Scrutiny of (alleged) newspaper posts

Given the targeted disinformation from the Russian side and the high-quality replication of newspaper websites, the question arises of how to distinguish genuine from fake media sites. What, for example, is a good criterion for distinguishing the site of the Frankfurter Allgemeine Zeitung from a Russian clone masquerading as the same? As already mentioned, it was possible to observe an almost perfect replica of the design, including internal linking structures, which led to the real FAZ website. What is striking, however, is the linguistic style of the fake articles: They are often written in particularly easy language, with short sentences and a less elaborate choice of words – and thus differ from the genuine FAZ articles. In addition, there is a high density of errors. For example, one fake article states that “[v]irtual things cost considerably more today than they used to.” There are also hair-raising explanations that can easily be identified as false: the fact that the price of oil is rising faster than that of luxury goods such as cars is explained, for example, by the fact that it is easier to “attach a new price tag to oil than to reprint a car catalog” – which is far removed from the actual mechanisms of inflation and its different manifestations in different groups of goods.

But even without checking the content of the articles, it is comparatively easy to find out whether they are fake. For example, social media offer verification processes to prove that Facebook pages are actually those of the aforementioned media. If there is no verification for an alleged FAZ or Spiegel page on Facebook, caution is advised. In addition, the respective source must be checked: Was the article shared by a private profile in a comment column or posted directly by the respective editorial team on Facebook? What content and information can be found on the private profile?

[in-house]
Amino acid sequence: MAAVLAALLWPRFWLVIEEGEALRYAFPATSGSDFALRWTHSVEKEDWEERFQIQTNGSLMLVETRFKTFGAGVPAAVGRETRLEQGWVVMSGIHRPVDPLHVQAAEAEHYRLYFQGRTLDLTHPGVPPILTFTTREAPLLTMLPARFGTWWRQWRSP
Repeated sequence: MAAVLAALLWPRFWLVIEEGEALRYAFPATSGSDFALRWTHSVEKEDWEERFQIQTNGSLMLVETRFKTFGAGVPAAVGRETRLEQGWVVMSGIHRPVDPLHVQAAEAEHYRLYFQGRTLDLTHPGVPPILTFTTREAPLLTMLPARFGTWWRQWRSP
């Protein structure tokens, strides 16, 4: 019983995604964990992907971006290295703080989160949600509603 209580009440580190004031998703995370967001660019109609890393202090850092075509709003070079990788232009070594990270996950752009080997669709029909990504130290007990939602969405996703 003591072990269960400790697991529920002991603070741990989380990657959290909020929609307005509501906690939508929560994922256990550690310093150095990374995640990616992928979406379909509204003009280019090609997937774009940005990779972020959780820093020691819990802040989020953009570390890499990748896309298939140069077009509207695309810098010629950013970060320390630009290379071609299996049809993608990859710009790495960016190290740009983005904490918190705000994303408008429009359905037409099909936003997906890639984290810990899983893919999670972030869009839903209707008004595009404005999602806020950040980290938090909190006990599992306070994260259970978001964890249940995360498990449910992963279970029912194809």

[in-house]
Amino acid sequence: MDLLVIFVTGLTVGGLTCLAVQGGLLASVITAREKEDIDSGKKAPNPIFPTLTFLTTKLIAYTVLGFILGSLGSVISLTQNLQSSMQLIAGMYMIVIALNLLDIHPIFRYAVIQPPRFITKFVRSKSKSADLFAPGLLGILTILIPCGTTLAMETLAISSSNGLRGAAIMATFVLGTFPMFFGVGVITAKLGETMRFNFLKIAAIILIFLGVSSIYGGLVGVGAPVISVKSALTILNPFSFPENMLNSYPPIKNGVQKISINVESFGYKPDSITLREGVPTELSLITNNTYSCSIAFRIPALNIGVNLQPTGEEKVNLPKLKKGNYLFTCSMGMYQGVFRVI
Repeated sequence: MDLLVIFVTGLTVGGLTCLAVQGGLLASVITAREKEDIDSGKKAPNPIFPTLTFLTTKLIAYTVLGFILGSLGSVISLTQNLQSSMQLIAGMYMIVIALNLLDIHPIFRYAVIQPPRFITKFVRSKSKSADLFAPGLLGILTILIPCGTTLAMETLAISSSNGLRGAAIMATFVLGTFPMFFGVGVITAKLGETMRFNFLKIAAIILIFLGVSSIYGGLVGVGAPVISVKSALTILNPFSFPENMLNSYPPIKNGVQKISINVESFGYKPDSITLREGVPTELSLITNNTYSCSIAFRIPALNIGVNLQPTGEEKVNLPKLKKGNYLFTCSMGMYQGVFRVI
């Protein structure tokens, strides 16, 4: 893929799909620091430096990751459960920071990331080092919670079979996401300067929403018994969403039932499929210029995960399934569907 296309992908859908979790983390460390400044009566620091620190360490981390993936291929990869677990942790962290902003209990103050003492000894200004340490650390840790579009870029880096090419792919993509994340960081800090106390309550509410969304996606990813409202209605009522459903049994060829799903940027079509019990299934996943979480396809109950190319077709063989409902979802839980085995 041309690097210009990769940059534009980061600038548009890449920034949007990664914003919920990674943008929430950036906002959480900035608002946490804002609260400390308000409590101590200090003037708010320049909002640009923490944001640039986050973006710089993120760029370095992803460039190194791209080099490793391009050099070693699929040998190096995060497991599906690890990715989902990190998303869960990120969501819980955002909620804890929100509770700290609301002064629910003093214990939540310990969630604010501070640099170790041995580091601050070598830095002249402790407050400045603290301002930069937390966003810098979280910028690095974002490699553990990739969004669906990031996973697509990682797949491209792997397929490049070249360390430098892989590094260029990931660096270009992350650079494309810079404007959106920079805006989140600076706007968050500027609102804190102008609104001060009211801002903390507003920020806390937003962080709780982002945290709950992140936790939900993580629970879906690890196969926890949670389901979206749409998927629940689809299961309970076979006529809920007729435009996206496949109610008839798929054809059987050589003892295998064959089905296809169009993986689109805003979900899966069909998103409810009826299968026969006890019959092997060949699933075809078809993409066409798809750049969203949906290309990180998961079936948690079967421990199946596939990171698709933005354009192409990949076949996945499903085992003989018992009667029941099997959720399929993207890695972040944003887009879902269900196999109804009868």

Probably the most central criterion, however, is the domain of the website. Although the chosen domains bear the names of the newspapers and are based on the real domains, they are necessarily different from them, since a domain is assigned only once in each case. For example, while the real FAZ website can be found under faz.de, the fake article appeared under the domain faz.ltd. It is easy to check which domain belongs to which newspaper: A Google search and a look at the relevant Wikipedia entry will help.

Simon Lüthje

I am co-founder of this blog and am very interested in everything that has to do with technology, but I also like to play games. I was born in Hamburg, but now I live in Bad Segeberg.

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T-Online.com and Meta have uncovered a broad-based Russian disinformation campaign that worked centrally with fake newspaper websites and a network of fake accounts on social media such as Facebook and Instagram. Sanctions abandonment as a goal? As part of the disinformation campaign, websites were set up in the design of well-known newspapers. For example, websites … (Weiterlesen...)